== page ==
What kind of gift-giving traditions do you have in your family?
Does it seem to anyone else like the cousins and nieces and nephews just keep multiplying? Oh, I guess that’s because they ARE multiplying, huh?
Buying for multiple extended family members can add up QUICKLY. Let’s take just 10 extended family members, at $25 per person, and just that adds up to $250 and you haven’t bought anything for your spouse or your own children yet. WHEW! That’s a lot of extra money!
Here are a few ideas for keeping down the costs of extended family gift-giving.
1. Draw Names/Secret Santa
Here’s how it works… you put everyone’s name into a hat and draw a name of someone to get a gift for. The amount you can spend is already set, and you draw as many names as there are people in your immediate family. So if you have two adults and two kids in your family, then you’ll draw two adults and two kids names! If your limit was $20 for each gift, then you’ll only be spending $80 total instead of that $250 (or more).
2. Do a white elephant type exchange where everyone brings one gift.
Basically, everyone brings a gift that they think someone would enjoy (or, if you want to have fun with it, then everyone can bring something that they think would be funny, or however this type of exchange would best fit with your family). Then you draw a number and go in order opening one gift at a time. You can “steal” someone else’s gift and force them to open a new one, or you can open a new one yourself!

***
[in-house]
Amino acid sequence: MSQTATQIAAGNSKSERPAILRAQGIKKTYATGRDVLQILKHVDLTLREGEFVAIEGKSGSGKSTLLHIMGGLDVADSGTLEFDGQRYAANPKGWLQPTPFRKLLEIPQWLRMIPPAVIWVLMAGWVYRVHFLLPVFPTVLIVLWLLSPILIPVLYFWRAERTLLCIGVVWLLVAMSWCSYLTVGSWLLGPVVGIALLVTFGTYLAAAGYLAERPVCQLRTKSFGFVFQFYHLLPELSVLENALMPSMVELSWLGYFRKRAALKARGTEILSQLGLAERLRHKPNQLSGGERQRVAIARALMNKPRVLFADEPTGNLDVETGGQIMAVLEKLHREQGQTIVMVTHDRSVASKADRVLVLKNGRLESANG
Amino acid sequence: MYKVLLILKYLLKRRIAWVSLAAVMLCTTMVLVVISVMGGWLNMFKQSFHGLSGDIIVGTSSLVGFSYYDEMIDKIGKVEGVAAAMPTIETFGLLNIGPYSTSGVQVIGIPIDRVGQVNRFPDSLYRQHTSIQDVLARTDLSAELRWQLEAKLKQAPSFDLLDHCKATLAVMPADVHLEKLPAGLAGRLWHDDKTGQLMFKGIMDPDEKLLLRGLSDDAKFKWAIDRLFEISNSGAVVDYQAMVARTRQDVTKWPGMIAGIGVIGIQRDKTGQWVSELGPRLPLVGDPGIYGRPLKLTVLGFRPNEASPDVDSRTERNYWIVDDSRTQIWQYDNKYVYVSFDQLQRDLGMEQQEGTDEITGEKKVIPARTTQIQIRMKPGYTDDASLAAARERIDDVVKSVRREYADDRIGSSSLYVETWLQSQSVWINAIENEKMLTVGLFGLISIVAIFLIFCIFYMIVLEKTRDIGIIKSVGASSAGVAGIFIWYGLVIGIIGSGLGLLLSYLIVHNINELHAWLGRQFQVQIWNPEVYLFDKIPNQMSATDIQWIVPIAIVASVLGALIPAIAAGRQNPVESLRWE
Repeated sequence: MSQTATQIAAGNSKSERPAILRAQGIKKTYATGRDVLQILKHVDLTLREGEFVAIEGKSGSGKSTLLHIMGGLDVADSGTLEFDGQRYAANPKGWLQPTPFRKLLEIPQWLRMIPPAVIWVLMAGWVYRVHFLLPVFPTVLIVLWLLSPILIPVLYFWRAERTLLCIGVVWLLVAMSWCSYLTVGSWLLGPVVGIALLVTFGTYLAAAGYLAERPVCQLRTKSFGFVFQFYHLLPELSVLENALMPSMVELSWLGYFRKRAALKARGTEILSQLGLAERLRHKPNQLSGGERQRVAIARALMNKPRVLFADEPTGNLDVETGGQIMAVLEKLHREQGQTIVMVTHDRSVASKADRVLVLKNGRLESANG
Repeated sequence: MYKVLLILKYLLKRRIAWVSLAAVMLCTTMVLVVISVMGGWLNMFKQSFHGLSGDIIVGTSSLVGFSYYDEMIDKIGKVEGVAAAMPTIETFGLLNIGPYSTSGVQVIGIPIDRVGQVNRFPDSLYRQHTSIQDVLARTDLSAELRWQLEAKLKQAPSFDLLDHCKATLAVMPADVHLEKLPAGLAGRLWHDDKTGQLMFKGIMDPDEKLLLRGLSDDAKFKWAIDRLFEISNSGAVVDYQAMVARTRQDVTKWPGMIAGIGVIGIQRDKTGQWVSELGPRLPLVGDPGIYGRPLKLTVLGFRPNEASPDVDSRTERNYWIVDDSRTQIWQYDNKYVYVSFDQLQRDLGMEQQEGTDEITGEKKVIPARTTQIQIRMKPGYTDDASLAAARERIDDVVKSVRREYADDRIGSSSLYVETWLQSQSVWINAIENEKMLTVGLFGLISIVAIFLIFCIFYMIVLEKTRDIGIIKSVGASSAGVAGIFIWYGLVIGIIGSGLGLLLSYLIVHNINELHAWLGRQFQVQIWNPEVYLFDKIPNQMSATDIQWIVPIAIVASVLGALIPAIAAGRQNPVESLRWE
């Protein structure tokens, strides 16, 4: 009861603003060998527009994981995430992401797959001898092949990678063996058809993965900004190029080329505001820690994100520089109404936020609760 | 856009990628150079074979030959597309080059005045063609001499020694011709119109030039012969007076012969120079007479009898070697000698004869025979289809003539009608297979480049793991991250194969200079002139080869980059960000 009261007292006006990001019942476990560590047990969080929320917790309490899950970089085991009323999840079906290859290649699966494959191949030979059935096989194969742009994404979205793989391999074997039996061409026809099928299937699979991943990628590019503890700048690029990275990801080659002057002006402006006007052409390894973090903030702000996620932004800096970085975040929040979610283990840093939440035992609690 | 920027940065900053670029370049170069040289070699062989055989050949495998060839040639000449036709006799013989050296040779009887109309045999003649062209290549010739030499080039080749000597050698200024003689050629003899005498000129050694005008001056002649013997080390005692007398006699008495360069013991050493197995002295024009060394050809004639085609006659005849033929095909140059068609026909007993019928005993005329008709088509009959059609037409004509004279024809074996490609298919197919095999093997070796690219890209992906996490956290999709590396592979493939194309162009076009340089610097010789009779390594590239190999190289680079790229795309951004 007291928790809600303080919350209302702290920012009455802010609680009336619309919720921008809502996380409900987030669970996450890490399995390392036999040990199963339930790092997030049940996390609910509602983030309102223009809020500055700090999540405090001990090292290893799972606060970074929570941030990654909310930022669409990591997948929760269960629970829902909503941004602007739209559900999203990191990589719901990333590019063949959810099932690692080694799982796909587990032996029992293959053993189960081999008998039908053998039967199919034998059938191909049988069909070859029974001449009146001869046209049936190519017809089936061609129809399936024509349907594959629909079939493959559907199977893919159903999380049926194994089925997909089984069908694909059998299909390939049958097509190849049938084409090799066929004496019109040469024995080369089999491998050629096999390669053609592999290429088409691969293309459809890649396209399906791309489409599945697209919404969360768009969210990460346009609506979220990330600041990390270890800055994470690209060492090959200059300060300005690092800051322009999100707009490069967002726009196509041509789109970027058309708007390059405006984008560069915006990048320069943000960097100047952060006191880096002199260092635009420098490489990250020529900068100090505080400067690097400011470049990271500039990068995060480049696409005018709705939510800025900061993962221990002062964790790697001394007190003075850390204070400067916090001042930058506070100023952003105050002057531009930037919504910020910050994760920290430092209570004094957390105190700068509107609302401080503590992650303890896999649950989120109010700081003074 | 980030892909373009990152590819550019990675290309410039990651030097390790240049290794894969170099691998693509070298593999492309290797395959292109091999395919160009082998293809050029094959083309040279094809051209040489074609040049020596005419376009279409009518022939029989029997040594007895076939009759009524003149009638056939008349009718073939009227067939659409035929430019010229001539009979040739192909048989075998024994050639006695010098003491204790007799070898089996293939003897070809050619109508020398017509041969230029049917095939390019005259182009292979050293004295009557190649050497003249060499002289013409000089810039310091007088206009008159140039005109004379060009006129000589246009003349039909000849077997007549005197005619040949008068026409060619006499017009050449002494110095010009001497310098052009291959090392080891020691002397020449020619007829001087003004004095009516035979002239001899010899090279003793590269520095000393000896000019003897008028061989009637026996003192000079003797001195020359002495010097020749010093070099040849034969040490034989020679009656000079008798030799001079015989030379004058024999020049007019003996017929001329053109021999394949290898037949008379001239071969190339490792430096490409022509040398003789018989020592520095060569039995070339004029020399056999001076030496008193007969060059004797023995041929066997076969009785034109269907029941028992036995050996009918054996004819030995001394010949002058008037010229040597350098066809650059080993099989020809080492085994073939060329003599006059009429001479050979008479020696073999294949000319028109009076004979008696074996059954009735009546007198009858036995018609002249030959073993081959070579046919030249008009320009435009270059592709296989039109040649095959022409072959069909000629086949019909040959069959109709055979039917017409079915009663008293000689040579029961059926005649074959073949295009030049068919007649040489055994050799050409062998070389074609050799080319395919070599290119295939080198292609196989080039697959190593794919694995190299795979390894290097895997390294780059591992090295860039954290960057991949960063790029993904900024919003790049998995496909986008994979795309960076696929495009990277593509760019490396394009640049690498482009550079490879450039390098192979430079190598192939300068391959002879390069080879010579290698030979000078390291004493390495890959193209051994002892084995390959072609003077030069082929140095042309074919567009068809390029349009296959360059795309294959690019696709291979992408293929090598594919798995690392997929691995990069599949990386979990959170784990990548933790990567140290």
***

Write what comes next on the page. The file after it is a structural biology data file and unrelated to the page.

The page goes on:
It’s my absolute favorite Christmas party game!! And I would definitely recommend having a kid exchange and an adult exchange (probably separately).
I also think this would be a ton of fun using gift cards! Everyone would bring a wrapped gift card of a certain amount to the family gathering. Then the game would be played just like any other time, but with gift cards instead!
3. Make It A Game
See who can get the best gift with the LEAST amount of money! One day, when Ryan and I have a slew of grandkids, this is what I want our family to do! You can mix this one up with some of the other ideas to (like a white elephant exchange or a secret santa).
Basically, the goal for each gift is to try to find the BEST gift for the LEAST amount of money, with a maximum spent of around $10 or so. I personally think this would go awesome with a white elephant gift exchange.
4. Set a gift limit amount.
If your family just isn’t into the family games, then consider at least just setting gift limit amounts. Chances are, if you’re feeling the financial gift burden, then others in the family are as well. A limit of $5-$10 is plenty for children, and possibly just consider forgoing gifts for other adults in your extended family altogether.
5. Have everyone give an edible gift!
What about doing a family cookie exchange? I remember one year I made homemade fudge for our extended family’s gifts and it was a HIT. It was super inexpensive and looked fantastic. You can find ALL KINDS of fun fudge recipes on Pinterest too!
How has your family saved money on extended family gift-giving? Do you just forgo it altogether or have you found another creative way to save?
Be sure to check out all of the other AWESOME blogs that are participating in the 12 Days Of Christmas series:
Christmas Homeschool Fun: 1+1+1=1
Christmas Decorations: Songbird
Tips for a Healthy Holiday: The Thrifty Mama
Travel Tips: Mom’s Travel Tales
Christmas Recipes: Lynn’s Kitchen Adventures
Christmas Family Fun: Life as Mom
Homemade Christmas Gifts: The Happy Housewife